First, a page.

Difference between revisions of "Achieving UTI"

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(Drivable Area)
(Integration to UTI)
 
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### Ogre?
 
### Ogre?
 
### Robots?
 
### Robots?
 +
### RaceManager?
 
## How blender can define those?
 
## How blender can define those?
 
## How UTI should present this to OpenRacing's modules, in an ''abstract'' way?
 
## How UTI should present this to OpenRacing's modules, in an ''abstract'' way?
Line 82: Line 83:
  
 
== Basic design ==
 
== Basic design ==
 +
 +
Initial conception gives this.
  
 
[[Image:UTI-Integration.png]]
 
[[Image:UTI-Integration.png]]
 +
 +
After ''question Q3'', I decided to split UTI into two layers, so the robot is given only a very high level detail of informations whereas physics and graphics can see more details.
 +
 +
[[Image:UTI-UTD.png]]
  
 
== Ode needs ==
 
== Ode needs ==
Line 91: Line 98:
 
** with physical properties
 
** with physical properties
 
** with normals
 
** with normals
 +
 +
=== API ===
 +
 +
  struct PhysicalSurface {
 +
    Vector3[] Vertices;
 +
    Vector3[] Normals;
 +
    int[]    Indices;
 +
   
 +
    float RollingResistance; // Resistance to rolling of the surface
 +
    float Friction; // Friction of the surface
 +
  }
 +
 +
=== Integration to UTD ===
 +
 +
  interface UTD {
 +
    ...
 +
    // Returns the surfaces in the physical scene
 +
    List<PhysicalSurface> PhysicalSurfaces { get; }
 +
    ...
 +
  }
  
 
== Ogre needs ==
 
== Ogre needs ==
  
 
* 3d model in OgreMesh format.
 
* 3d model in OgreMesh format.
 +
 +
However, we like the OgreMesh to be generated by code using the UTD interface (see ''Question Q4'').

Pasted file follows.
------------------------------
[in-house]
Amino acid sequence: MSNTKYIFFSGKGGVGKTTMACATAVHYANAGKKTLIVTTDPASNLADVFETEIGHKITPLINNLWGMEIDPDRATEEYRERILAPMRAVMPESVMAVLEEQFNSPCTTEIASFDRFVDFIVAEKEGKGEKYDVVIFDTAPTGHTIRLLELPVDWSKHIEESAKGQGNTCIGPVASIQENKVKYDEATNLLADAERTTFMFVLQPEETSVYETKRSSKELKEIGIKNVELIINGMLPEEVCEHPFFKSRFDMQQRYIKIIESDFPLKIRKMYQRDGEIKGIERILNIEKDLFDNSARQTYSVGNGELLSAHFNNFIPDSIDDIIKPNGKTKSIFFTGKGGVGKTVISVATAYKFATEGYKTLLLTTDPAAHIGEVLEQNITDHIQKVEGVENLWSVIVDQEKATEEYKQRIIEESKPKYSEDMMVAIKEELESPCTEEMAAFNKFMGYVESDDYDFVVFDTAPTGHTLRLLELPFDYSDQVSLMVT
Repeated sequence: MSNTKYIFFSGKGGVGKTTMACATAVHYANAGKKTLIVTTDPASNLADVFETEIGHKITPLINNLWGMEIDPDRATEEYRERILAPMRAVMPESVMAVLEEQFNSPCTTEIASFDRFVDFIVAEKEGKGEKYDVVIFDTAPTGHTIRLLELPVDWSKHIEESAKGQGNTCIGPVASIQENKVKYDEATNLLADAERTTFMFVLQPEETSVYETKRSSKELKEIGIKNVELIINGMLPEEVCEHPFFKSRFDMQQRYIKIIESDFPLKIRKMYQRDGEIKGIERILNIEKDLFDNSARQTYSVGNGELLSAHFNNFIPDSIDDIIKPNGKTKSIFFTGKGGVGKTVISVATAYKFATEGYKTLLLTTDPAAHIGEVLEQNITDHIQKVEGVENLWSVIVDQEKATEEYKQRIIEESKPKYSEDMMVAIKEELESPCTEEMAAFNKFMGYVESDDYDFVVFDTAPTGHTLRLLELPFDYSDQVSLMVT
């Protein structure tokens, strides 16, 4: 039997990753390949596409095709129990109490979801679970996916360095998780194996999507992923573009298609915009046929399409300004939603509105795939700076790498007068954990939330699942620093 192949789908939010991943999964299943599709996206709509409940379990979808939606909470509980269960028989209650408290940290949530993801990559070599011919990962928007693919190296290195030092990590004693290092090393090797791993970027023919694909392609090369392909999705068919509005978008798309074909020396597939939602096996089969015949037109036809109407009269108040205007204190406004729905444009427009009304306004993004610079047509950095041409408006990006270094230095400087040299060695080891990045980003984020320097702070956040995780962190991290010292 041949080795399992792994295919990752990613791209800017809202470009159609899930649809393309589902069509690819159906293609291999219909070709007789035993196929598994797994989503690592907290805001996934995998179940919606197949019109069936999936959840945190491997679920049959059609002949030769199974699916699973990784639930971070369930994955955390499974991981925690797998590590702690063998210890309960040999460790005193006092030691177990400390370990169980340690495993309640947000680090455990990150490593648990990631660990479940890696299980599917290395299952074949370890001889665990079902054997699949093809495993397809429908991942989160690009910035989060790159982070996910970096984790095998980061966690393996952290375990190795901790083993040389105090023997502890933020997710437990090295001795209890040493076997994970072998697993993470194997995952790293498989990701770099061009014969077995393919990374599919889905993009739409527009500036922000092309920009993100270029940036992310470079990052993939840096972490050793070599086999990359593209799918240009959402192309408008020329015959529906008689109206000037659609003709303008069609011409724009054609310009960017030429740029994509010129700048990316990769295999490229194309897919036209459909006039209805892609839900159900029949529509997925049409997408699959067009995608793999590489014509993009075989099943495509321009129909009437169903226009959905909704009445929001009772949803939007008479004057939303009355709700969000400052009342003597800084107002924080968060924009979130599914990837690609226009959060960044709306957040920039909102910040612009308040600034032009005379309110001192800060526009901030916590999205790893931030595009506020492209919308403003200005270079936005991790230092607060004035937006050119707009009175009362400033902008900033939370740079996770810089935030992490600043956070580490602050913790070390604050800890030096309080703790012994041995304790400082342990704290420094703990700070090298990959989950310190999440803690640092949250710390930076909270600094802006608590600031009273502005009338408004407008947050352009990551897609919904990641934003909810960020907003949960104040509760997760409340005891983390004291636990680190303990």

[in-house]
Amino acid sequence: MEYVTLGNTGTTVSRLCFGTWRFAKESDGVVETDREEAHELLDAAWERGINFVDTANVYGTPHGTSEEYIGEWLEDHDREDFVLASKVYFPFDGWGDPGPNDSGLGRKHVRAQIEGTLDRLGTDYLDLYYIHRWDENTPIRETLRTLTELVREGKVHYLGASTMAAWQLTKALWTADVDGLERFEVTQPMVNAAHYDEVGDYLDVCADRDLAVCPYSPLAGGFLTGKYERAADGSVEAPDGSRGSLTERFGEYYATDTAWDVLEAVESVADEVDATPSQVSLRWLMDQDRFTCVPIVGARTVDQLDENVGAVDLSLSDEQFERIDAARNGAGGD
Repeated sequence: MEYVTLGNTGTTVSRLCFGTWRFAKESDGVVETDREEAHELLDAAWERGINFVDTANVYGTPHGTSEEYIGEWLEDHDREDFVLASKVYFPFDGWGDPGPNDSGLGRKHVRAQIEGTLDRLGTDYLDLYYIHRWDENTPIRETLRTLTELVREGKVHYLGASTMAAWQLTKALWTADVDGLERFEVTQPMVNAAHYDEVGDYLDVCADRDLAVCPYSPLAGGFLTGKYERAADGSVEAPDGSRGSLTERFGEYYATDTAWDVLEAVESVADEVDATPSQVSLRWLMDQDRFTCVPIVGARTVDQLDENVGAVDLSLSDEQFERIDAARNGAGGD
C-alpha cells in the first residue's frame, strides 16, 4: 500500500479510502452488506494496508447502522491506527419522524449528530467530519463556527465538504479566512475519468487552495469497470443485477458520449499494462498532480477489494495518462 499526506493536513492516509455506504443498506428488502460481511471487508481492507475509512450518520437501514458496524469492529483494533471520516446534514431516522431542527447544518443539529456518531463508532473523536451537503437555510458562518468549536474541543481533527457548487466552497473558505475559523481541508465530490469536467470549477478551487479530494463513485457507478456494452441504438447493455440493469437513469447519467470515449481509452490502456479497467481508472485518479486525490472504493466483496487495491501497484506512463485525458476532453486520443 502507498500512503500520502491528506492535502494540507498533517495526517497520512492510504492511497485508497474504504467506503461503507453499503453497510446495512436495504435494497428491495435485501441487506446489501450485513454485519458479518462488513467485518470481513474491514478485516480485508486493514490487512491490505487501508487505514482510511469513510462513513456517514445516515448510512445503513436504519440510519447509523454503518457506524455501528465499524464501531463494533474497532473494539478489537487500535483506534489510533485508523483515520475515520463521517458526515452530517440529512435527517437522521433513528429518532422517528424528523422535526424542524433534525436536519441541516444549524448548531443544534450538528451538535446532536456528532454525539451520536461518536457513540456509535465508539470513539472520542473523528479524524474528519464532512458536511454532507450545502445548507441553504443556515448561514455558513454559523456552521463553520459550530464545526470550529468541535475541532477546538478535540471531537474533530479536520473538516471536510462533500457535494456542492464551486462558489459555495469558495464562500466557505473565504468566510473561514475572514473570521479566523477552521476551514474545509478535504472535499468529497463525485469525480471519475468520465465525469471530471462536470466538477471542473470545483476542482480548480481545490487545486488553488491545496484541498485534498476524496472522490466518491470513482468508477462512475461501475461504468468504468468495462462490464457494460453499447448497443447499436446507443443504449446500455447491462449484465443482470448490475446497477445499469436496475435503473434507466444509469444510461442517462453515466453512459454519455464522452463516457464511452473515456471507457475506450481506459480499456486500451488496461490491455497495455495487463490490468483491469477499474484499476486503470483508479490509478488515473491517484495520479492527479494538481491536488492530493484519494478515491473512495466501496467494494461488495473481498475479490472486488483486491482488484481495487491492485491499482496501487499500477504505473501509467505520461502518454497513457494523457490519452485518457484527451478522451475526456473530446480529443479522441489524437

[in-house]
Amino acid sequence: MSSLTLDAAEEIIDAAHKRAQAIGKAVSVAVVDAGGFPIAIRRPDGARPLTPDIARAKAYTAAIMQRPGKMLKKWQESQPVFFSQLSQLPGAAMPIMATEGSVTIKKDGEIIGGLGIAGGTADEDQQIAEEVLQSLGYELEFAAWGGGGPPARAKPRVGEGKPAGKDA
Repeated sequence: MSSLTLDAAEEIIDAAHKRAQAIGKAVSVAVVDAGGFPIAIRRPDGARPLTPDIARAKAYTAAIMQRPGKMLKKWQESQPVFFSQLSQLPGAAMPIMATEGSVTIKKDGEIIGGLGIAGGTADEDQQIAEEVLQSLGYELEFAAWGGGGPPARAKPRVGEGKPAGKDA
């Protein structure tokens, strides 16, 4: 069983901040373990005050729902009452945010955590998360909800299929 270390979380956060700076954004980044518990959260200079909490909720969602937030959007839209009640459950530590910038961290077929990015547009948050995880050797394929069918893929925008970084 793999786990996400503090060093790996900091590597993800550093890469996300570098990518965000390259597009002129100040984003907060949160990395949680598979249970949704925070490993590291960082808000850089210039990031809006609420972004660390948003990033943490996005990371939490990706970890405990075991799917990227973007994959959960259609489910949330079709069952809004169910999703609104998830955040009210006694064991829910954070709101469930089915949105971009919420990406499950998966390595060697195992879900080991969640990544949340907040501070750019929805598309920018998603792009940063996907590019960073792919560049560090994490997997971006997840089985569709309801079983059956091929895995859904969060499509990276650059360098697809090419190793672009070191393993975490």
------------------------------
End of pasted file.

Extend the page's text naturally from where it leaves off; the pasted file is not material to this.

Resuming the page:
+
 +
UTD should provide all necessary data.
 +
 +
=== API ===
 +
 +
Let's go straight to the API
 +
 +
  struct VisualMesh {
 +
    Vector3[] Vertices;
 +
    Vector3[] Normals;
 +
    Vector3[] Tangents;
 +
    Vector3[] Texcoords;
 +
    int[]    Indices;
 +
   
 +
    // Material associated with this mesh
 +
    VisualMaterial Material;
 +
  }
 +
 
 +
  // A material with its attributes
 +
  struct VisualMaterial {
 +
    string Name; // Name of the material
 +
    string Type; // Type of material (shader to apply)
 +
    // Shader's parameters
 +
    Dictionary<string, string> StringProperties;
 +
    Dictionary<string, double> FloatProperties;
 +
    Dictionary<string, int>    IntProperties;
 +
  }
 +
 +
=== Integration to UTD ===
 +
 +
interface UTD {
 +
  ...
 +
  List<VisualMesh> VisualMeshes { get; }
 +
  List<VisualMaterial> VisualMaterials { get; }
 +
  ...
 +
}
  
 
== Robots needs ==
 
== Robots needs ==
  
* Waypoints
+
* Way-Points
 
* Drivable area (lanes or other areas / parking / etc)
 
* Drivable area (lanes or other areas / parking / etc)
  
The goal of a robot is to make a car drive to a given waypoint not leaving drivable areas.
+
The goal of a robot is to make a car drive to a given waypoint without leaving drivable areas.
  
 
He needs to know:
 
He needs to know:
 +
 
* which drivable area he stands on
 
* which drivable area he stands on
 
* boundaries of this area
 
* boundaries of this area
 
* connection to other drivable areas
 
* connection to other drivable areas
 +
* his destination
 
* distance between those areas and the destination (so he can choose the shortest path)
 
* distance between those areas and the destination (so he can choose the shortest path)
  
=== Waypoint ===
+
=== WayPoint ===
  
 
A location in space. What we need to know from a way-point is whether we reached it or not.
 
A location in space. What we need to know from a way-point is whether we reached it or not.
 +
 +